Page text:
Fast forward, mercifully, to Wednesday, when Andrew Scheer announced that a Conservative government will find Canada’s climate salvation abroad. “Carbon emissions are a global problem,” Scheer’s plan, “A Real Plan to Protect Our Environment,” says near the end. “Canadian energy products can be used to displace dirtier foreign energy sources. The export of Canadian Clean products”—with the capital C on “clean;” apparently this will be a thing if Scheer is PM—”can displace higher emissions products. Technology produced in Canada to reduce emissions can be exported to the world.”

It’s worth noting that those four sentences are made to sprawl, in really large type, across five pages of Scheer’s document. Anyone who was once an undergraduate humanities major cannot help but notice the feats of margin-stretching and creative font selection that have produced a 61-page document from a guy who was really hoping climate change wouldn’t be on the exam. There’s 20 pages of throat-clearing and Liberal-mocking before the document gets to its first actual proposal. (Here’s that proposal: Scheer promises to “Set emissions standards for major emitters that will lower greenhouse gases and drive Canadian businesses to the highest standards of green technology.” What standards will produce that result? No answer, in any font size.)

Tax credits, penalizing big polluters, key to Conservative climate plan

Tax credits, penalizing big polluters, key to Conservative climate plan OTTAWA — Conservative Leader Andrew Scheer says his climate plan will be "Canada's best chance" to hit its targets under the Paris climate-change agreement and that it can happen without a carbon tax.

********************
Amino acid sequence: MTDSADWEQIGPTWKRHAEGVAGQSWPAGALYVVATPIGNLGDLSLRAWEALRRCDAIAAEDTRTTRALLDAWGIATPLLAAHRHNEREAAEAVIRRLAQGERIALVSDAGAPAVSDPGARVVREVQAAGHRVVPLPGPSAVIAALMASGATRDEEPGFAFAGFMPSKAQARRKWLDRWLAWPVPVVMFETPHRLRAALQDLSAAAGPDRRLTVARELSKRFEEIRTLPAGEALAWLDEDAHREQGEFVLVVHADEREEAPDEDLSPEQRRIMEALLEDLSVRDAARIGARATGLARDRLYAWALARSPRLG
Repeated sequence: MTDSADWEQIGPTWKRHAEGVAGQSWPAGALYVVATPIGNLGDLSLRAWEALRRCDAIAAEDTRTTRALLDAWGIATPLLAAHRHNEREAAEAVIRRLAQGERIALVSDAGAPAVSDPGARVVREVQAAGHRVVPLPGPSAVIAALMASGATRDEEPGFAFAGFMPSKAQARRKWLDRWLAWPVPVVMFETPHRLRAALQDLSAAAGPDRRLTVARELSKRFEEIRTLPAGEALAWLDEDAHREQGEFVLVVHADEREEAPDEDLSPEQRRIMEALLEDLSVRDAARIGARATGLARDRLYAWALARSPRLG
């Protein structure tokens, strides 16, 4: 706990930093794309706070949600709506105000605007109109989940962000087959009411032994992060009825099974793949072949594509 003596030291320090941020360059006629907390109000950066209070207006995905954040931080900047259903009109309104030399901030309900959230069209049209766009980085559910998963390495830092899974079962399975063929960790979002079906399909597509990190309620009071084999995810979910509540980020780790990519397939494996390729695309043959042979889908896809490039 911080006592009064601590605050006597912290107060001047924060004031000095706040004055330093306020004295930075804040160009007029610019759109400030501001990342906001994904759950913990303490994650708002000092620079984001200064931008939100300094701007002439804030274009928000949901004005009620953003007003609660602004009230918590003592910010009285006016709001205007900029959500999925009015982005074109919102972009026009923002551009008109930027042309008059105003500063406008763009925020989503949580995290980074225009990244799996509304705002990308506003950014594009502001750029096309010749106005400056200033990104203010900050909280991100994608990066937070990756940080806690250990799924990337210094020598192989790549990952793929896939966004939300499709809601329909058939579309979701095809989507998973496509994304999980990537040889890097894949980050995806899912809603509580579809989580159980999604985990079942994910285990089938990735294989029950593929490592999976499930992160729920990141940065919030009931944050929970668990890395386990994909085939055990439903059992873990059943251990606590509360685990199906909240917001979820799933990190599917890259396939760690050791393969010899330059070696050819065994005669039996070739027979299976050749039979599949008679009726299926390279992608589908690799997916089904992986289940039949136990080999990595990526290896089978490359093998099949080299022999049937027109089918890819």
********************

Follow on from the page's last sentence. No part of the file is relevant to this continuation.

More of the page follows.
+ Andrew Scheer ‘s long-awaited climate plan will put emphasis on private-sector green technology investments and affirm a commitment to meeting Canada’s emission reduction targets under the Paris Agreements. Story continues below.

Conservative Leader Andrew Scheer unveiled a plan for the environment Wednesday that he said would meet Canada's emissions reduction targets while Scheer was scheduled to formally unveil the plan tonight at a media event in Chelsea, Que. at 5 p.m. ET. will carry his remarks live.

But back to eating oneself whole. I’m old enough to remember that when Stephen Harper was first elected in 2006, the Conservatives had a high old time mocking Liberal claims that Canada could buy climate virtue on the global market. The mechanism back then was a global market in emissions credits, which was cap-and-trade on a planetary scale: If Canada needed to emit more than its share of carbon, it could buy the right to do so from more virtuous (or luckier, or smaller and easier-to-heat) countries on the global market. Harper thought that was hilarious, and the Conservative government of the day spent its first two years in office promising a “made-in-Canada plan.”

Sure, the mechanisms would be different, but the notion that Canada can buy virtue abroad is one Harper used to mock and one Scheer now embraces. But it would be churlish to demand that Scheer’s plan make too much sense, for two reasons.